Article 120(b)(3)(A) (2012) prohibits sexual activity with a person who:
is incapable of consenting to the sexual act due to . . . impairment by any drug, intoxicant, or other similar substance, and that condition is known or reasonably should be known by the [accused].
The appellant in Solis asserted that “Article 120(b)(3) is unconstitutional on its face because there is no way for a person of common intelligence to determine when another person is impaired by alcohol such that they are incapable of consenting to a sexual act.” Slip op. at 5.
Rejecting this challenge, Judge Fulton writes:
The appellant argues that the statute does not “draw the line” that would determine whether a person’s degree of impairment renders that person no longer capable of consenting to sexual conduct. But by focusing narrowly on the term impaired, the appellant fails to appreciate that the statute does not proscribe sexual acts with impaired people, but rather with people incapable of consenting to the conduct at issue because of their impairment—and even then, only when the inability to consent is known, or reasonably should be known, to an accused.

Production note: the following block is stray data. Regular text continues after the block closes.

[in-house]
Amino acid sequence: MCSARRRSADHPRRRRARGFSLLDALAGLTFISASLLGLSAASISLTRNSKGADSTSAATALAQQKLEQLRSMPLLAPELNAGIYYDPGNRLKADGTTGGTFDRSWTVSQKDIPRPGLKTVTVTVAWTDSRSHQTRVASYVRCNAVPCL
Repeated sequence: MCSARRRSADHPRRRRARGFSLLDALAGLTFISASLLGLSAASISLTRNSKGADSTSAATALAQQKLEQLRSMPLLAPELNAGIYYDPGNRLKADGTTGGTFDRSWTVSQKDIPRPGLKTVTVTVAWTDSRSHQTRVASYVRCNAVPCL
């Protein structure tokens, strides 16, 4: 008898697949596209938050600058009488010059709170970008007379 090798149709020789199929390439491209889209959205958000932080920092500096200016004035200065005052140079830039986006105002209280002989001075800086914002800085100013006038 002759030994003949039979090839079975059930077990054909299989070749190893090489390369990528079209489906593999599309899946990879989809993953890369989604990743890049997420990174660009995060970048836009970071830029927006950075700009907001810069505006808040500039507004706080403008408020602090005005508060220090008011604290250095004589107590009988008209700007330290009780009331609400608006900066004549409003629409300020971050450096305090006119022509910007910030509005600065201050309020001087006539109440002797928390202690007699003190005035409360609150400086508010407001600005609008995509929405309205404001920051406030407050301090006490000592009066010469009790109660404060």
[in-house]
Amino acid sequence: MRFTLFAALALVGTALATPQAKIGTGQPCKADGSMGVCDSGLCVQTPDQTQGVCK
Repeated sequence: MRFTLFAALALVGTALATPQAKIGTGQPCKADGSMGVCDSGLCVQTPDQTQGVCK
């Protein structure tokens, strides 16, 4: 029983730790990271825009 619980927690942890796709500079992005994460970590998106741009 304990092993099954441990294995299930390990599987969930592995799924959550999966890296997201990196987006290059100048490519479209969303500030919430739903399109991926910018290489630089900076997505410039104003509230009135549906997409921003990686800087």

The word incapable is not defined by the statute. But a person of ordinary intelligence would understand by the term’s plain meaning that sexual conduct with a person who lacks the ability to consent is proscribed. See United States v. Pease, 74 M.J. 763, 770 (N-M. Ct. Crim. App. 2015), aff’d 75 M.J. 180 (C.A.A.F. 2016) (defining “incapable of consenting” as “lack[ing] the cognitive ability to appreciate the sexual conduct in question or the physical or mental ability to make [or] to communicate a decision about whether they agreed to the conduct”). The statute defines consent as “a freely given agreement to the conduct at issue by a competent person.” Art. 120(g)(8)(A), UCMJ. Additionally, the fact that Article 120(b)(3)(A) requires that an accused know or should reasonably know that another person is incapable of consenting makes the statute even more definite. See Hoffman Estates v. Flipside, Hoffman Estates, 455 U.S. 489, 499 (1982) (“[A] scienter requirement may mitigate a law’s vagueness, especially with respect to the adequacy of notice to the complainant that his conduct is proscribed.”). We find that Article 120(b)(3) provides a person of reasonable intelligence fair notice of what conduct it proscribes.